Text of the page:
Tuesday, December 21, 2010

9th Day of Fitness, Winter Fruit Salad Recipe, 8 Ways to Energize your Holiday Spirit

On the 9th Day of Fitness, the Coalition gave to me:

9 side stretches (see picture at right for stretch)
8 jogs in place
7 jabs/punches
6 front kicks
5 jumping ropes (imaginary)
4 muscle poses
3 hula hoops (imaginary if you do not have a hoop)
2 scissors (feet apart then cross in front, feet apart then cross in back)
and a Partridge in a Yoga Tree-hold a yoga pose

Winter Fruit Salad Recipe
  • 8  oranges
  • 4  grapefruit, preferably pink
  • 1  pineapple
  • 6  kiwis
  • 1 1/2  cups  pomegranate seeds, optional


1. On a cutting board, using a sharp knife, cut off top and bottom of an orange. Moving the orange around and cutting top to bottom, slice off the peel and white pith. Working over a large bowl, cut in between membranes to remove orange segments, catching juice in bowl as you go. Repeat with remaining oranges and grapefruit.
2. Cut off top and bottom of pineapple. Remove rough outside of pineapple by slicing it off from top to bottom. Cut pineapple in half lengthwise, then cut each half in half again, also lengthwise. Slice out core. Cut pineapple into chunks; add to bowl. Peel kiwis and cut in half lengthwise. Slice kiwis into bowl with other fruit. Gently toss fruit to mix. Cover and chill for at least 2 hours.
3. Sprinkle fruit salad with pomegranate seeds just before serving, if desired.

Nutritional Information

Calories:190 Fat:1g (sat 0.0g) Protein:3g Carbohydrate:46g Fiber:7g Cholesterol:0.0mg Sodium:4mg

featured in December Issue of All You Magazine

8 Ways to Energize your Holiday Spirit
Is it possible to take care of yourself, maintain your energy and enjoy the festivities of the season? Absolutely! Try the following tips from fitness and nutrition experts, and you'll be surprised how they'll boost your holiday spirit.
Good morning
"Eat breakfast, and make sure it includes some protein and whole grain," suggests Christine Gerbstadt, MD, RD, and a spokesperson for the American Dietetic Association (ADA) based in Pennsylvania. "It will rev up your engine at the beginning of the day." For example, eat yogurt and a piece of fruit and a whole-grain roll or oatmeal sprinkled with almonds or walnuts with skim milk.
Don't fall for the java jive
As many of us know, caffeine disguises itself as a temporary pick-me-up but, in fact, it could leave you feeling more tired within a couple of hours. "Sixteen ounces of caffeine in the form of tea or coffee has been shown to be safe," Gerbstadt says, "but anything beyond that can make you feel jittery and agitated." Instead, reach for a cup of caffeine-free or herbal tea.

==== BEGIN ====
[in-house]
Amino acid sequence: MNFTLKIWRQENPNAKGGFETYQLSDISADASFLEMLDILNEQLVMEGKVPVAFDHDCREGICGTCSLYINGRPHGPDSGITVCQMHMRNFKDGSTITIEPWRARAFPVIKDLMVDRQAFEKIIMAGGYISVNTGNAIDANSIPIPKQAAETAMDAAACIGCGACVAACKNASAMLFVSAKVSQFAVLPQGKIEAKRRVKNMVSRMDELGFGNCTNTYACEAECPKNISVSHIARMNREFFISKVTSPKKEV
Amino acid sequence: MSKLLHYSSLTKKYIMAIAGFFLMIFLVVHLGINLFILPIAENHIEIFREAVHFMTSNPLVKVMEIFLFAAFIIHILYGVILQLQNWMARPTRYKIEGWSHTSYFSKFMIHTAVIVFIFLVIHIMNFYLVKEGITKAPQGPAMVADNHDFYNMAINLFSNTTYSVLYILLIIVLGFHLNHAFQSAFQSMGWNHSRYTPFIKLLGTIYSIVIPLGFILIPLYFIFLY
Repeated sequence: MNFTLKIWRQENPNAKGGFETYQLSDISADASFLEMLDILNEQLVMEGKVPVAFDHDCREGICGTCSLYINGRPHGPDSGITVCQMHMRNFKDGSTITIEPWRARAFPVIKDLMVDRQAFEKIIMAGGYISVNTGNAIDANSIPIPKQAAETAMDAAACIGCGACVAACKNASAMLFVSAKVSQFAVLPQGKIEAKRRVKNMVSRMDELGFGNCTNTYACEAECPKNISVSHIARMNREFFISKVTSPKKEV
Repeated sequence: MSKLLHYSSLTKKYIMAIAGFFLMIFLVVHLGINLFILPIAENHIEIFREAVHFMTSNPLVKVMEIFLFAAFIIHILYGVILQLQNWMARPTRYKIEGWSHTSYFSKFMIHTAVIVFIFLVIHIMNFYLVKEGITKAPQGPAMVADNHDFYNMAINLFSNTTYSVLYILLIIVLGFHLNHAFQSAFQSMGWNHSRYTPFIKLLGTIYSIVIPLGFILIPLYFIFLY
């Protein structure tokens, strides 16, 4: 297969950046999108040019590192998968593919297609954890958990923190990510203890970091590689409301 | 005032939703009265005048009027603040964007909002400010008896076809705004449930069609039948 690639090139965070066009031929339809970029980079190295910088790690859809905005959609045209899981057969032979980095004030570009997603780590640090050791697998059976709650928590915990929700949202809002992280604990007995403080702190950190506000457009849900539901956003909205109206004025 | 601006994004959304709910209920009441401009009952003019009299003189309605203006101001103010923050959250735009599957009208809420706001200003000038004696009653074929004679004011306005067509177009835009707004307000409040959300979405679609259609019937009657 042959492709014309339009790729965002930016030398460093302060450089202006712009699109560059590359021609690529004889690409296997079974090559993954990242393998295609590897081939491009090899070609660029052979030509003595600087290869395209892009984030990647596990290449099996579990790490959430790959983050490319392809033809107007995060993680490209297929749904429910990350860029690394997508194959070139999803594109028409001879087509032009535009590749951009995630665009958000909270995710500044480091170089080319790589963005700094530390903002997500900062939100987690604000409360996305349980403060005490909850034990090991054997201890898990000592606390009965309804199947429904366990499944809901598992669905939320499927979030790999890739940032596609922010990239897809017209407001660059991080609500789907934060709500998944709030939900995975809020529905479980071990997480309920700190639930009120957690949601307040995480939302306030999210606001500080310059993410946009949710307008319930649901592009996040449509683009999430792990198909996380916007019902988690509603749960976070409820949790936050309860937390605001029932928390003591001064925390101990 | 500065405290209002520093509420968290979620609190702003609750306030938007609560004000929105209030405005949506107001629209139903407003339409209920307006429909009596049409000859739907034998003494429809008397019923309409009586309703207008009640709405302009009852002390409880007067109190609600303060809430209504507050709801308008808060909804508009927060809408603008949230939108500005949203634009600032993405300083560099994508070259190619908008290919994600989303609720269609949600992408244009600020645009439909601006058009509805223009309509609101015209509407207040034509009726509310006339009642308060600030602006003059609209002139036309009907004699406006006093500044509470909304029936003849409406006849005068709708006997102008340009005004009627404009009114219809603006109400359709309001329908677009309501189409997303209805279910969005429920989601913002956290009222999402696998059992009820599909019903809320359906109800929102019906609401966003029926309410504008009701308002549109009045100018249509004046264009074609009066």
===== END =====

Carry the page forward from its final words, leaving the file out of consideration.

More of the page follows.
Stick to your exercise routine
Maintain your exercise routine, says Johnson. "Actually expending energy will help you to have more energy." If needed, break up your routine into 15-minute increments, so you can squeeze it into different parts of your day. "Go for a short brisk walk outside," suggests Lona Sandon, assistant professor of nutrition at University of Texas Southwestern Medical Center in Dallas and a spokesperson for the ADA. "The fresh air will make you feel better and also take away from the stress of your desk or preparing a meal for your extended family of 20."
Try the buddy system
"Find an exercise buddy during the holidays," says Johnson. "This person will keep you accountable for your exercise and also provide built-in support."
Stay in step
When you're at the mall, wear a pedometer, suggests Johnson. The device will prove to be a good motivator for counting your steps while doing your holiday shopping.
Use good sense
"Avoid overeating. I know this sounds like a no-brainer," says Sandon, "but it can happen easily at holiday office parties." Eat a healthy snack, such as carrot sticks, a banana, or a hard-cooked egg or before showing up to the party. "Treat these events like an everyday eating occasion and not an indulgence," says Sandon. "It's a holi-day — not a holi-week or a holi-month."
Get your zzzzz
"Get enough sleep," suggests Sandon. "No party is worth not getting enough sleep." And this is often one of the first things to give in your self-care routine.
Be wary of spirits
Avoid excessive alcohol consumption, says Gerbstadt. According to the distilled spirits industry, 12 ounces of beer equals one and half ounces of liquor or five ounces of wine. At holiday parties, stay aware of how much you are consuming; it doesn't take much to start taking a toll on your body.

found at www.weightwatchers.com

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